She was working at Aycliffe when Winston Churchill visited on May 15, 1942. “PM kisses Ferryhill girl”, said The Northern Echo’s headline the following day as he was greeted by Miss Gladys Stoddart who gave him a cigar and a kiss – some workers remembered that he arrived with a lit trademark cigar between his fingers and he was asked politely, but firmly, to extinguish it.

Because it was dangerous work. In 1945, the largest explosion at Aycliffe killed eight workers; another in 1942 killed four. There were countless unrecorded smaller explosions where women lost fingers and suffered facial injuries.

Those who avoided accidents might have had their skin turn yellow because of the chemicals they were handling – they became known as “canaries” – which also turned brunette hair blonde and blonde hair green.

On several occasions the turncoat broadcaster Lord Haw Haw came crackling over the airwaves in

his plummy British accent to say that the planes of the Luftwaffe were on their way to bomb the women. He warned: “The little angels of Aycliffe won’t get away with it.”

The Luftwaffe never found ROF59 where, at its peak in 1943, 17,000 people – 90 per cent of them women – were working 24/7. In total during the war, they made 700,000,000 shells, with Vera working on munitions for smaller cannons.

The Northern Echo:

Aycliffe Angels in 1945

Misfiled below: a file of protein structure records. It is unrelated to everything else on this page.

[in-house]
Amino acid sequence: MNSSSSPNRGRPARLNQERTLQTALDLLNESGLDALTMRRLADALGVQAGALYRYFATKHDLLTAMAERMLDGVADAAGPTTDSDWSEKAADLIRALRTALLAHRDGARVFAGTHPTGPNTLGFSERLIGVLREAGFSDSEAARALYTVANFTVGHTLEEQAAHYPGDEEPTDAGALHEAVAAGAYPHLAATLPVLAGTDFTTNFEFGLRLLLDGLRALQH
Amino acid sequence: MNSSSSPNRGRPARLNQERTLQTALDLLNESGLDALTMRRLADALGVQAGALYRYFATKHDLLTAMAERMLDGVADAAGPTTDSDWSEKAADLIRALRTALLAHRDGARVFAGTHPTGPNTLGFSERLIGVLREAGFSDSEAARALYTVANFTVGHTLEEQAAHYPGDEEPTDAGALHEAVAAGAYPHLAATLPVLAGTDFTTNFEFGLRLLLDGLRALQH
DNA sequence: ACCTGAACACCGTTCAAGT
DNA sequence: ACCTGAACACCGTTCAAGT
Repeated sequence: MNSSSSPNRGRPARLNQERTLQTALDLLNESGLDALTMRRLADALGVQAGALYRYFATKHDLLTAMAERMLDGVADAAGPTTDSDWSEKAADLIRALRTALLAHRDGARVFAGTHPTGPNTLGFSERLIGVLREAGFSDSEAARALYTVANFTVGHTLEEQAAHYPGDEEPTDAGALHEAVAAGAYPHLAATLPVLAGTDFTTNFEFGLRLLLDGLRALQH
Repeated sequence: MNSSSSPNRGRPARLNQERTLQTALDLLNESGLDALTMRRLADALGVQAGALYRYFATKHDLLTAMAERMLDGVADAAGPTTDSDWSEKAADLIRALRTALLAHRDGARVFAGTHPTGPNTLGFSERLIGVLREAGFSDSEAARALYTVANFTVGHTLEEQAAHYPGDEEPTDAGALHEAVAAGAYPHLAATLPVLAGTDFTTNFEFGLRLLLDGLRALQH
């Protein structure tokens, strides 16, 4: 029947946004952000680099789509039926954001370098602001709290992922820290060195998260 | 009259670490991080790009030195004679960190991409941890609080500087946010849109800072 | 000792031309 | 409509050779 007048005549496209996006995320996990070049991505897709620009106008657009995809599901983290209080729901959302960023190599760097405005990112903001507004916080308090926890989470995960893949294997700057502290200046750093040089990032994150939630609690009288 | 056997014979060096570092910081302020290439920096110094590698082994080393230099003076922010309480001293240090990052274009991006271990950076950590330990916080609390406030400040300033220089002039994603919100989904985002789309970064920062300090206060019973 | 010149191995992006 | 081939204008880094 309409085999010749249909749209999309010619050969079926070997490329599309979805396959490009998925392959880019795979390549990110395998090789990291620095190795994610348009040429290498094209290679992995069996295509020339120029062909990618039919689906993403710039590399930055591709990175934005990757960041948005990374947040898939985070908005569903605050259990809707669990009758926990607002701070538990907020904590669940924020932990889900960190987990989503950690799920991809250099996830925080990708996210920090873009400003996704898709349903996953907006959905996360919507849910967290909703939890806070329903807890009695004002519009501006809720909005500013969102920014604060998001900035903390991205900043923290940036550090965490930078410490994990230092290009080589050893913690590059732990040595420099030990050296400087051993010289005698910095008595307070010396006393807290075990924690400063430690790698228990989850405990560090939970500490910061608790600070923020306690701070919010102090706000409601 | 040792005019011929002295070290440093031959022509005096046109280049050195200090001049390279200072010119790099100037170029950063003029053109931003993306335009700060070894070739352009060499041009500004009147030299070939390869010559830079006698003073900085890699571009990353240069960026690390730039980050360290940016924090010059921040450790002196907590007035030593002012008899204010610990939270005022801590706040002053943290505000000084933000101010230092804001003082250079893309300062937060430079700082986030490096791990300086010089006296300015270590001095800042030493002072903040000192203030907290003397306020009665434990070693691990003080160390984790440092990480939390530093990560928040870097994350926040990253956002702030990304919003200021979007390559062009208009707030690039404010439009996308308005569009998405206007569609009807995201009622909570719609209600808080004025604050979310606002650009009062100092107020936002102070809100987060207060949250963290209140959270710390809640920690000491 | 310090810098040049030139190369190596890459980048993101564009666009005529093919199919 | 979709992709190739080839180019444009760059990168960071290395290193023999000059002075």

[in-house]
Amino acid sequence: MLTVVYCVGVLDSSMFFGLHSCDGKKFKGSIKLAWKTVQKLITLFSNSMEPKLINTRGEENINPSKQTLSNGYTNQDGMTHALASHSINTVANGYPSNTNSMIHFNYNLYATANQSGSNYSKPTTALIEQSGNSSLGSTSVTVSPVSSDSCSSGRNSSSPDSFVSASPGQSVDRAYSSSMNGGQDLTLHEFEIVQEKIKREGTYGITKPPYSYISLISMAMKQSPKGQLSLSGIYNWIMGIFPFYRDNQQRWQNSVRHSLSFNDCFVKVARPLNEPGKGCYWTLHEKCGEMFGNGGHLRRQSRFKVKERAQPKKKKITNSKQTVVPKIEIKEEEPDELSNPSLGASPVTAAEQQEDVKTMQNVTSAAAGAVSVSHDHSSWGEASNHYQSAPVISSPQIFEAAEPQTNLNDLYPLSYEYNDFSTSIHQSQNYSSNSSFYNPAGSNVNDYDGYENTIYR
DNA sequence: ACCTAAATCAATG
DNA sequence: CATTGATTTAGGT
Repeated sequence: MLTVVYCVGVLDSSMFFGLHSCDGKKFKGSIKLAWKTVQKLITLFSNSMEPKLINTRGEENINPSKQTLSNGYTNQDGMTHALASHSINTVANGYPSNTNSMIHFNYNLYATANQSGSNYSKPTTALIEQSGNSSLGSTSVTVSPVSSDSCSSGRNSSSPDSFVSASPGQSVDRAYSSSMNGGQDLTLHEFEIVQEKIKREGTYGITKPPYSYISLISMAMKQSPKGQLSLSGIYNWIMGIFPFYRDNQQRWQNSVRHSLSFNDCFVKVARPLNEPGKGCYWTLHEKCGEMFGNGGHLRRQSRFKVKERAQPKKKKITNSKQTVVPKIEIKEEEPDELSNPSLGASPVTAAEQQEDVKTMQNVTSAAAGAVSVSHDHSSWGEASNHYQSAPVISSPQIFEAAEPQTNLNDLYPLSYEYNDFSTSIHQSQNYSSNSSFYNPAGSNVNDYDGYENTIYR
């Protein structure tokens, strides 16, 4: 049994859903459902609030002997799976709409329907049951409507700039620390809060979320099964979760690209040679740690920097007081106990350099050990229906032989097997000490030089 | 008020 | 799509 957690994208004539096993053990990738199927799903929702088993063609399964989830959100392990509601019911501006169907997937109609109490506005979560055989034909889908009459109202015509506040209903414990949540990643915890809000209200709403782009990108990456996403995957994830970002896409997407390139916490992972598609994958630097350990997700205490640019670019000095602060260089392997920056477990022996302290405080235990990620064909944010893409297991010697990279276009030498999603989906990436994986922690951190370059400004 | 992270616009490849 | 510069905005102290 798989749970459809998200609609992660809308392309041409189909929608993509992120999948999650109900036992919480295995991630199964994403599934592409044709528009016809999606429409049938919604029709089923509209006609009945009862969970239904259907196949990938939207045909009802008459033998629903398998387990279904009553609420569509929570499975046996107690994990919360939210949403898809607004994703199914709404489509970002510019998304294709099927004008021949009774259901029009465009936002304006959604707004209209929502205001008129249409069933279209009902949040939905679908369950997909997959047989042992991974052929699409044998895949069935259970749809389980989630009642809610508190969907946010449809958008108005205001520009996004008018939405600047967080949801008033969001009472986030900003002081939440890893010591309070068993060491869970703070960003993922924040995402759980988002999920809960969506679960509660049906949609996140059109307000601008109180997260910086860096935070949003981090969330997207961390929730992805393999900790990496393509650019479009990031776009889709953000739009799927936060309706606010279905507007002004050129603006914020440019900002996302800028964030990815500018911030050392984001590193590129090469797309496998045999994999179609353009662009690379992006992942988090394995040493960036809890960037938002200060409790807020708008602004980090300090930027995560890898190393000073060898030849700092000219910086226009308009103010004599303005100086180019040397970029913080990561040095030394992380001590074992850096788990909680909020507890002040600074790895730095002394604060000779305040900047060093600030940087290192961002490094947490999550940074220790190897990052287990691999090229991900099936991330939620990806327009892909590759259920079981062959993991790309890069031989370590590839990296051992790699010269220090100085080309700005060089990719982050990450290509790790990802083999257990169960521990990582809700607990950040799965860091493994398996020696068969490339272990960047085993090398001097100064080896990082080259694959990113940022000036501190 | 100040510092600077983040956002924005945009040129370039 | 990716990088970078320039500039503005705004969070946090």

At the end of the war, the factory was quickly converted into the industrial park, with the Durham County Police headquarters opening in the ROF administration building on April 19, 1947, and the Angels themselves quickly returned to civilian life.

During the war, Laurie had retrained as a medical technician and on demob, he started work at the pathology laboratory in the Memorial Hospital. They rented a hospital cottage in Hundens Lane, and in the late 1940s, had their two sons, Keith and Ian.

“She spent the 1950s, 1960s and 1970s in the Eastbourne area running the household, raising the family, caring for parents-in-law and enjoying a very short retirement period of Laurie's retirement,” says Keith.

Laurie died after just a year of retirement in 1976, and so Vera lived 45 years as a widow.

In her 80 years in Darlington, she built up many friends and acquaintances, especially through the churches of St John and St Cuthbert, and she lived independently at home until she was 101.

She died a fortnight before Christmas at the end of a life which told practically the whole story of the 20th Century.

THE number of Aycliffe Angels obviously dwindles with every passing year. It is thought that about 25,000 women worked at the factory during its four years of operation. An 18-year-old who joined in the last months of the war in 1945 would be now be 95.

Last year, the Echo carried a couple of stories of Angels who were celebrating their 100th birthdays.

We believe the oldest Angel is Renee Glover, who was an inspector at the factory. She celebrated her 107th birthday last June in Wilton House when she received more than 600 cards from well-wishers. She is also believed to be the oldest person in Darlington.